The Sun Singer's Travels

Malcolm R. Campbell's World

Book Bits: Kindle semi-finalists, Sophie Kinsella, Borges lawsuit, ‘Local Girls,’ James Wood

kindlebookawardsCongratulations to the semi-finalists in the 2015 Kindle Book Awards. Finalists will be announced in September. The winner will be announced in October. Click on the graphic to read the list of semi-finalists for each category.

Today’s books and authors links

  1. News: Apple Loses Appeal, E-book Decision is Affirmed, by Andrew Albanese – “In a major decision, the Second Circuit Court of Appeals, by a 2-1 margin, has affirmed Judge Denise Cote’s 2013 finding that Apple orchestrated a scheme to fix e-book prices.”  Publishers Weekly
  2. findingaudreyReview: “Finding Audrey,” by Sophie Kinsella (Ages 12-18) – “Audrey, 14, is on a long, slow upswing from disabling anxiety disorders that resulted from the vicious abuse of bullies at school…An outstanding tragicomedy that gently explores mental illness, the lasting effects of bullying, and the power of friends and loving family to help in the healing.” Kirkus Reviews
  3. News: Borges Literary Homage Prompts Lawsuit, by Dennis Abrams – “Author Pablo Katchadjian could face jail for remixing Jorge Luis Borges’s story ‘The Aleph’ after Borges’ widow brings a lawsuit for intellectual fraud.”  Publishing Perspectives
  4. Feature: Is Memory the Memoirist’s Worst Enemy? by Madelon Sprengnether – “Memoir writers portray themselves as telling it like it is. ‘Trust us,’ they seem to say, ‘we are not making things up.’ As readers, we are asked to credit their veracity. Blatant alteration of the facts is viewed by most as a violation of that trust.”  The Daily Beast
  5. birdhillReview: “The Star Side of Bird Hill,” by Naomi Jackson, reviewed by Hamilton Cain – “From Maryse Condé to Edwidge Danticat to Tiphanie Yanique, contemporary Caribbean writers have produced an exquisite literature of diaspora and affirmation, richly depicting the dreams and disappointments of their characters. Now Naomi Jackson joins their ranks with “The Star Side of Bird Hill,” a serious yet effervescent debut that showcases three generations of women as they grapple with conflict and loss during the fateful summer of 1989.”  The Minneapolis Star-Tribune
  6. Feature: The Rewriting of David Foster Wallace, by Christian Lorentzen  – “Nobody Owns Foster Wallace anymore. In the seven years since his suicide, he’s slipped out of the hands of those who knew him, and those who read him in his lifetime, and into the cultural maelstrom, which has flattened him. He has become a character, an icon, and in some circles a saint. ”  Vulture
  7. BransfordInterview: 5 On: Nathan Bransford, with Chris Jane – “In this 5 On interview, Nathan Bransford discusses (among other things) the ongoing emphasis on author platform, publisher and author marketing responsibilities, and in what way being a literary agent influenced his writing.” Jane Friedman
  8. News: Did James Patterson give money to your school library? by Ron Charles – “James Patterson — the Daddy Warbucks of American publishing — made good on his pledge to help school libraries today. The bestselling writer of thrillers announced $500,000 in grants to 127 schools across the country. This is just the first installment of a $1.75 million program to help libraries buy books, fund literary programs and make repairs.”  The Washington Post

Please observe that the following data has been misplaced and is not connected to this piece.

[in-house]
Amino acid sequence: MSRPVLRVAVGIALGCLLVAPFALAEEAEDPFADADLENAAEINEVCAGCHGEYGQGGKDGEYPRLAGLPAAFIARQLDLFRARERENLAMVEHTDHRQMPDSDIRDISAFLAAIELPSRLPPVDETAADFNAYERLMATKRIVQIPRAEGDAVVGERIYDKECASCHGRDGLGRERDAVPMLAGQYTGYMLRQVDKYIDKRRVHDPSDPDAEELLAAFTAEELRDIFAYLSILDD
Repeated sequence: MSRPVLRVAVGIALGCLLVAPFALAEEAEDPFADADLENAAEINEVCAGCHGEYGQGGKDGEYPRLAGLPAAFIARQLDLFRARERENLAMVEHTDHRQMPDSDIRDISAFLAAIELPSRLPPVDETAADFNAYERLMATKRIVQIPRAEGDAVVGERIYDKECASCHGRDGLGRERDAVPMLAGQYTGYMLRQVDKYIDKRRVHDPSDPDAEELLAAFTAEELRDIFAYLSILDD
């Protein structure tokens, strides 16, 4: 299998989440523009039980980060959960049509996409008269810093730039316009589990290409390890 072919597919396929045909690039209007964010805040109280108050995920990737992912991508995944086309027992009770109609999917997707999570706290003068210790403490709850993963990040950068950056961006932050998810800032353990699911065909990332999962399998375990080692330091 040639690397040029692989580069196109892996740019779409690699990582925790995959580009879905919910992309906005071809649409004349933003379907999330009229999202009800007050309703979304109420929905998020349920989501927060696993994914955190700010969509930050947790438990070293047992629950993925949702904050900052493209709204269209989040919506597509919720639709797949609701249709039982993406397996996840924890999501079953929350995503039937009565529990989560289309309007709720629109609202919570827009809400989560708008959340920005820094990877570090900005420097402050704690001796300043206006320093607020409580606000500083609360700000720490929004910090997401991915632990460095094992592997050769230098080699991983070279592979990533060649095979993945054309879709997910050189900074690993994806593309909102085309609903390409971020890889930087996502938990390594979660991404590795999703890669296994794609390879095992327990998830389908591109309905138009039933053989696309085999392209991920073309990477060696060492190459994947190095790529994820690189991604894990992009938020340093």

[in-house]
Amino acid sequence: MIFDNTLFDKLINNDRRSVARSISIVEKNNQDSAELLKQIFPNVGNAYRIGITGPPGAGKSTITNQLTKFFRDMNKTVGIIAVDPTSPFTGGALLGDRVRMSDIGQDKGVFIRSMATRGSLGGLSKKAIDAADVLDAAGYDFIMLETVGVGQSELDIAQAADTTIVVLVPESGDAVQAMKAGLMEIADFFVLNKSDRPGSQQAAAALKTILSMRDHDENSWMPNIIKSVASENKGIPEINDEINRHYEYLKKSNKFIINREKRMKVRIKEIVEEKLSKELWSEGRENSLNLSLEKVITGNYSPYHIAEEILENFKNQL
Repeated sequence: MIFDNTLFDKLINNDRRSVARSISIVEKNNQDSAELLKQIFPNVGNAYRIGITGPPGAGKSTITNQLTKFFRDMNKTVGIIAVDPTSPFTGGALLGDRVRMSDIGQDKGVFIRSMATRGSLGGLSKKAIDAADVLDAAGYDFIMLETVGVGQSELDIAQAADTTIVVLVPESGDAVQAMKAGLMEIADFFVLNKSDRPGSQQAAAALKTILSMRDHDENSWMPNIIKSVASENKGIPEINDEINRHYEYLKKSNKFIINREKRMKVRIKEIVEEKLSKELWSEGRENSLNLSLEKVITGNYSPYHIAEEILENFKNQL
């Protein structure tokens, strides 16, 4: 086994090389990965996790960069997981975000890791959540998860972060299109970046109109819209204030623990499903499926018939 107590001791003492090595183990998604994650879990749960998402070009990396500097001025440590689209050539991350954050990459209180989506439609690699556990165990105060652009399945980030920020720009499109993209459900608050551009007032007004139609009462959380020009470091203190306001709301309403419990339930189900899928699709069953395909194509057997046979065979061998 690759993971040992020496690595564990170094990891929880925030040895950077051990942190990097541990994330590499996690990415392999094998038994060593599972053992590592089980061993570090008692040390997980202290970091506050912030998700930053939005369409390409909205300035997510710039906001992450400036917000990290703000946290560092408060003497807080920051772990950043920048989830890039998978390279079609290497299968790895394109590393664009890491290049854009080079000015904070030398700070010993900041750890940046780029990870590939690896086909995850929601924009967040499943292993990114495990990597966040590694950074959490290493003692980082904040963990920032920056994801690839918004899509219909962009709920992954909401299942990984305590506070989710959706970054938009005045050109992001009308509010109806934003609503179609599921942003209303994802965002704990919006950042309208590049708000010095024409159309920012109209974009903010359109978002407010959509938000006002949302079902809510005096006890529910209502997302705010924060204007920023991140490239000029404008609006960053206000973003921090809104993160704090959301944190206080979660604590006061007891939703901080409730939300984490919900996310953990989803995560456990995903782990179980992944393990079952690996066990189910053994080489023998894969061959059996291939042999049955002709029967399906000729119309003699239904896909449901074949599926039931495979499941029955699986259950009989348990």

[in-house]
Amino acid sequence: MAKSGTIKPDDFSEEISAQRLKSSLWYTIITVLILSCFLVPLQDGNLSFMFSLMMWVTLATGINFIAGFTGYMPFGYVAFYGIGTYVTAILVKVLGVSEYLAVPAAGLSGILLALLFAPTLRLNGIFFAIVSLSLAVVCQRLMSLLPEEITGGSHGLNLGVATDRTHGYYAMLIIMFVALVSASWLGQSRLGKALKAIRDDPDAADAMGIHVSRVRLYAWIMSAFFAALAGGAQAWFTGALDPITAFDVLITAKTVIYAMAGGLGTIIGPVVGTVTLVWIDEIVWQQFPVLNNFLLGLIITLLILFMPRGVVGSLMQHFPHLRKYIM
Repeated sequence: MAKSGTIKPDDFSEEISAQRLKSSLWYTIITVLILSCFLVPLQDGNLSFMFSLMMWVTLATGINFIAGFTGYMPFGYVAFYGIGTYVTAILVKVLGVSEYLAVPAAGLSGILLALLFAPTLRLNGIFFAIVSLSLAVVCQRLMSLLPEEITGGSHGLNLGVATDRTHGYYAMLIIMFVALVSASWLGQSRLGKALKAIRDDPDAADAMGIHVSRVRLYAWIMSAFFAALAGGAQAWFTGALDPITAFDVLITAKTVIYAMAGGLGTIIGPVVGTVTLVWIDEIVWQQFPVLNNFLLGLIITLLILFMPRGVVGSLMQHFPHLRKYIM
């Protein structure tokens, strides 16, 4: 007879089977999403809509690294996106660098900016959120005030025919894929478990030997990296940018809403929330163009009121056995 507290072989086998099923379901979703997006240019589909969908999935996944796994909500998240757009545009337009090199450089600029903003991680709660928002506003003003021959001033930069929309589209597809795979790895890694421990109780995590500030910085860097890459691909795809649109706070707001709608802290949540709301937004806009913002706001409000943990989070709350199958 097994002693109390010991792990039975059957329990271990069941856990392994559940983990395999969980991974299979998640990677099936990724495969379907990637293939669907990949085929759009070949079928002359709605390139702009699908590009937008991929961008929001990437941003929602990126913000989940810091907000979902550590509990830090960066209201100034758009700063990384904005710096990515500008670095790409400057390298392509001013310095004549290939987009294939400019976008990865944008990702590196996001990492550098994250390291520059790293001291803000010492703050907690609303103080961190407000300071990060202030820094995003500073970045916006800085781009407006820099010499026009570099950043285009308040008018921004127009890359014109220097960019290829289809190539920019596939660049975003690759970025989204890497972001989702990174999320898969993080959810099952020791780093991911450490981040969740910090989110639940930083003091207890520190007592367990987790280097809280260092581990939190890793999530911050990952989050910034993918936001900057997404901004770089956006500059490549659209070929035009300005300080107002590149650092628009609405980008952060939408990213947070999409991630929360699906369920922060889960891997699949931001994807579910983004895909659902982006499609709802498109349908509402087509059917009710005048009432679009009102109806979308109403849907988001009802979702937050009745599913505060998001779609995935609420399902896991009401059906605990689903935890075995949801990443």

9. localgirlsReview: “Local Girls,” by Caroline Zancan, reviewed by Amy Scribner – “In Local Girls, Henry Holt editor Caroline Zancan’s funny and poignant debut novel, Maggie, Nina and Lindsey are dead-end girls living in the recession-rotted Orlando suburbs. They didn’t do well in school and don’t really have any plans now that they’ve graduated. But as they get progressively drunker with Sam Decker, the story of their friendship unfolds.”  Book Page
  10. Commentary: Do Genre Labels Matter Anymore? – “Each week in Bookends, two writers take on questions about the world of books. This week, Dana Stevens and Leslie Jamison discuss whether categorical descriptions are as stable or as useful as they used to be.”  The New York Times
  11. JamesWoodInterview: The Art of Persuasion, an interview with critic James Wood, by Steve Paulson – “There are book critics and bibliophiles – and then there’s James Wood.  Often called the best critic of his generation, he first made his name as the young scourge at The Guardian while still in his twenties.  In 1995, the British-born Wood moved to America and built his reputation with his lengthy, closely-argued reviews in The New Republic.  Now a staff writer at The New Yorker, as well as Professor of the Practice of Literary Criticism at Harvard, he presides over the literary scene like no other book critic today.”  Electric Lit

Book Bits is compiled by Malcolm R. Campbell, author of “The Sun Singer” and “Conjure Woman’s Cat.”SunSinger4cover

Conjure Woman’s Cat website

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